> tweets its probably equivalent to person-days lost through a national  
> outbreak of swine flu. I wish some could be more judicious -because some  
> minor fraction of the time what they posted was actually useful enough  
> for me to keep following - its just so annoying!
>
> The lack of follow-up on the recirculated links may be due to most  
> readers not having time to chase them up, no matter how well  
> intentioned. It's just a symptom of social media.
>
> There, now wasn't that worth posting? Perhaps I should have blogged it  
> and sent you all the link? :-)
>
> Terry.
>
>
>
> -----Original Message-----
> From: Open Educational Resources [mailto:[log in to unmask]] On  
> Behalf Of Patrick Lockley
> Sent: 29 March 2011 16:57
> To: [log in to unmask]
> Subject: Re: Link sharing on Xpert
>
> A lot of the links are shared on more than one platform - that's what  
> got me - and the popularity of the facebook app.
>
> I would widely agree with this - but also that the notion of a "shallow  
> search" in that we aren't always looking for an answer.
> For Mr Pearce's "serendipity", I give you Lockley's "it'll do" quality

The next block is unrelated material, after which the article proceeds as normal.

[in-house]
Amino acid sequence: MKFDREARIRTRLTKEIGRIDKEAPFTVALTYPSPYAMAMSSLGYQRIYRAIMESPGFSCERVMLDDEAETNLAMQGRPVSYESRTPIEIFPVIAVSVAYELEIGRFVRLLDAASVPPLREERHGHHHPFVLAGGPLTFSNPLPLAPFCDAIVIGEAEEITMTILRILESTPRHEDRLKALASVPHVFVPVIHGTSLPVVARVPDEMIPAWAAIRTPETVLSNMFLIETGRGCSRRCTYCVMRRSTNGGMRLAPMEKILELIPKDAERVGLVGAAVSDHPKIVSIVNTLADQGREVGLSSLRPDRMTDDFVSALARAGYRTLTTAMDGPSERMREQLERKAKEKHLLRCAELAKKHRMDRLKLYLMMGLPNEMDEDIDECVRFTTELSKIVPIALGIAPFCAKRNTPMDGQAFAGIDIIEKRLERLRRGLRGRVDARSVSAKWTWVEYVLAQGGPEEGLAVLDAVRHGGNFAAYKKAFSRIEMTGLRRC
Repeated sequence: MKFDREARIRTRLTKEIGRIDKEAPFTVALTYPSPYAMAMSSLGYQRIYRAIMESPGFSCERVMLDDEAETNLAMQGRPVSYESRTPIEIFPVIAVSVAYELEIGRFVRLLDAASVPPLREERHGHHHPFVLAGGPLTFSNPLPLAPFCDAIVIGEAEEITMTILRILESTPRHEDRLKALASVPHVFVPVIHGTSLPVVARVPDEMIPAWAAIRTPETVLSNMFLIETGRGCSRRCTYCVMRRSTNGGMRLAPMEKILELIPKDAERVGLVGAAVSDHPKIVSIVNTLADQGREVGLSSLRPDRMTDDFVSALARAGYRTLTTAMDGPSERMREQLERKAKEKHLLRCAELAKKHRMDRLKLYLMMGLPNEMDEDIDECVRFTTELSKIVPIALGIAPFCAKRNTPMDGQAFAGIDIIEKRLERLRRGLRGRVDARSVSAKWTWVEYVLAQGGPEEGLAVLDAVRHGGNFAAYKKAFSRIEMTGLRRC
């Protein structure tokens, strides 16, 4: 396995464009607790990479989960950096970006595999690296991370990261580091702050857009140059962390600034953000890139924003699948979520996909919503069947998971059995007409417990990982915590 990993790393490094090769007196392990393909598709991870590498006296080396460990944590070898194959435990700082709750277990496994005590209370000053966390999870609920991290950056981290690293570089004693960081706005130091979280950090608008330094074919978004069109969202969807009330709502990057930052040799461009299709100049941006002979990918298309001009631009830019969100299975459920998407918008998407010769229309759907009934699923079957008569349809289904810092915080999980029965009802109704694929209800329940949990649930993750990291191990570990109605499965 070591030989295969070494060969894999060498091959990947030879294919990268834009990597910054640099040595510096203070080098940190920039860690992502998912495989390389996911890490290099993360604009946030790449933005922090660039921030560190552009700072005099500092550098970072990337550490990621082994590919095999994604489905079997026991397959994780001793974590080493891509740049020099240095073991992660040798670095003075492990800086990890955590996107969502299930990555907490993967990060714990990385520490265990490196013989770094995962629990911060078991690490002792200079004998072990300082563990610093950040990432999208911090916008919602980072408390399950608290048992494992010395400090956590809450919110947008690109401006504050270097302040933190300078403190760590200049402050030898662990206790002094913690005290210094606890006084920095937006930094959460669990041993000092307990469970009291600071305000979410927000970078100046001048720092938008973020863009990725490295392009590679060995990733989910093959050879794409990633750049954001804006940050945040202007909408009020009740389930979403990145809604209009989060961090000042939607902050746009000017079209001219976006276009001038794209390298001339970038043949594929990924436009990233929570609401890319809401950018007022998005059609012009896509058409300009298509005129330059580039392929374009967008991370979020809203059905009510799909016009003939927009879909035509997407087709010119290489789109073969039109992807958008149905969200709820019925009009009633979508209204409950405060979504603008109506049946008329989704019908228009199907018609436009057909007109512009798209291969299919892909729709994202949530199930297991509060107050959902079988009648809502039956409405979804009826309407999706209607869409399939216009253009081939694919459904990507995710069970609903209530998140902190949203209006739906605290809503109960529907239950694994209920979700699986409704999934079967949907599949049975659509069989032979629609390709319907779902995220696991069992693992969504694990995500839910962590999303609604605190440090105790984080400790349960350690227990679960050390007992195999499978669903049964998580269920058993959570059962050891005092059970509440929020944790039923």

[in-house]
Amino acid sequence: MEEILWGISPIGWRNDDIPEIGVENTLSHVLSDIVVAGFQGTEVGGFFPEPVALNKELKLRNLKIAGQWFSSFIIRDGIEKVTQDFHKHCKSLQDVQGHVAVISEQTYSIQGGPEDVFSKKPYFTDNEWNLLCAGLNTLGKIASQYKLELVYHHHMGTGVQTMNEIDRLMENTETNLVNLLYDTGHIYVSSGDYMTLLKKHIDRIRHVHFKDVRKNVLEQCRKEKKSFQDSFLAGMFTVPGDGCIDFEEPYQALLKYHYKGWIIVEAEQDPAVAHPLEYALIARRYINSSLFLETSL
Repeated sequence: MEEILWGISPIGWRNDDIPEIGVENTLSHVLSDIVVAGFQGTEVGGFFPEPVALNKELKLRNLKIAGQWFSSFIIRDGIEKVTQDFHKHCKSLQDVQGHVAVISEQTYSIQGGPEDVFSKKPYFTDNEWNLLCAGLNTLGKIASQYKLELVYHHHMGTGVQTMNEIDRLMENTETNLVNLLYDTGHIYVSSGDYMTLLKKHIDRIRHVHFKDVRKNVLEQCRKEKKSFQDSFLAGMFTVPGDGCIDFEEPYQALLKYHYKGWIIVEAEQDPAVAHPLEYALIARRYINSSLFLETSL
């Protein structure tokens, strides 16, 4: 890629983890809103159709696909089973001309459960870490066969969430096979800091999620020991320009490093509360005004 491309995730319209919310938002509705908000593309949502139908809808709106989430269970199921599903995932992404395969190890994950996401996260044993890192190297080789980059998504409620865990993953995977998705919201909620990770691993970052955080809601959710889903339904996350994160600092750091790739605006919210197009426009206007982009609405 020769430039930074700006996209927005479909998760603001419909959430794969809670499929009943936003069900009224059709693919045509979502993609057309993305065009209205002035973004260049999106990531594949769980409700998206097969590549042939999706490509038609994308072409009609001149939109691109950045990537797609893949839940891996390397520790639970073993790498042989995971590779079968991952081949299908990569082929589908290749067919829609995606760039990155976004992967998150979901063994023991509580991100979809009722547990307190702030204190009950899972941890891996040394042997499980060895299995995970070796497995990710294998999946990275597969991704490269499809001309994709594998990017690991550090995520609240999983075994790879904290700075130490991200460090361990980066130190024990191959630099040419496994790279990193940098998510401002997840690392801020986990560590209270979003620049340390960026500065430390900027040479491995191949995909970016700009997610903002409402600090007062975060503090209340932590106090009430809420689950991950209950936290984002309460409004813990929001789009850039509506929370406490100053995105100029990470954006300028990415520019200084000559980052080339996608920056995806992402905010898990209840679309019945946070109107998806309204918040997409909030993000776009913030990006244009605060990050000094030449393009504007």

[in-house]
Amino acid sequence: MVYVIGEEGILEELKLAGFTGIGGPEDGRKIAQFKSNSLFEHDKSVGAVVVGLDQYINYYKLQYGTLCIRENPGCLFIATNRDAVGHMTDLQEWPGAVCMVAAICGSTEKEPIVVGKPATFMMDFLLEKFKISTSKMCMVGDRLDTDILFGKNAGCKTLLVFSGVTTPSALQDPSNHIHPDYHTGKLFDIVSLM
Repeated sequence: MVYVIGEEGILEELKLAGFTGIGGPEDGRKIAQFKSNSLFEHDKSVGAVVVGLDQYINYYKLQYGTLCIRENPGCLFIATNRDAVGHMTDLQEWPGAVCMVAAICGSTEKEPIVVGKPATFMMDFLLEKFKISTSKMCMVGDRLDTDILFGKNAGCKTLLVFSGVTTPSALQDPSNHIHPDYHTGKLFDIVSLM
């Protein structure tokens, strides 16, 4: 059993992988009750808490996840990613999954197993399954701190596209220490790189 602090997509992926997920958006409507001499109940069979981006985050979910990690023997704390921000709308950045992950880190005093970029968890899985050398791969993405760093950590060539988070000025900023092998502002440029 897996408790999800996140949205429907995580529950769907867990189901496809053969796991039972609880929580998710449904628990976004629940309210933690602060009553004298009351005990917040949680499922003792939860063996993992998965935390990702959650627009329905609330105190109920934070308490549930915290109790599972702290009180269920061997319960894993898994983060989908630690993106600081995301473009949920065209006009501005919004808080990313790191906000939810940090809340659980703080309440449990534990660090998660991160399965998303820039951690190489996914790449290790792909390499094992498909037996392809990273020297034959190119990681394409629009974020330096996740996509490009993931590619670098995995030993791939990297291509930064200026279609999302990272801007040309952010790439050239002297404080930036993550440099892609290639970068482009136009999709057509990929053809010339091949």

> of search.
> ________________________________________
> From: Open Educational Resources [[log in to unmask]] On Behalf  
> Of Amber THOMAS [[log in to unmask]]
> Sent: Tuesday, March 29, 2011 3:20 PM
> To: [log in to unmask]
> Subject: Re: Link sharing on Xpert
>
> Sometimes I google for websites that I haven't bookmarked but I know  
> what they are, I know they're there. I'm re-searching for something i  
> already know rather than searching for something new.
> I wonder if people use xpert like that? A sort of "i know i found it on  
> xpert" - and remembering the search parameters so you can find it again.
> Especially when services share thumbnails/previews on screen so you  
> don't even have to click into the result items, you recognise it.
>
> I agree with chris its likely sometimes to be highlighting their own  
> stuff. No shame in that!
>
>
> -----Original Message-----
> From: Open Educational Resources [mailto:[log in to unmask]] On  
> Behalf Of Christopher Taylor [BIS]
> Sent: 29 March 2011 14:59
> To: [log in to unmask]
> Subject: Re: Link sharing on Xpert
>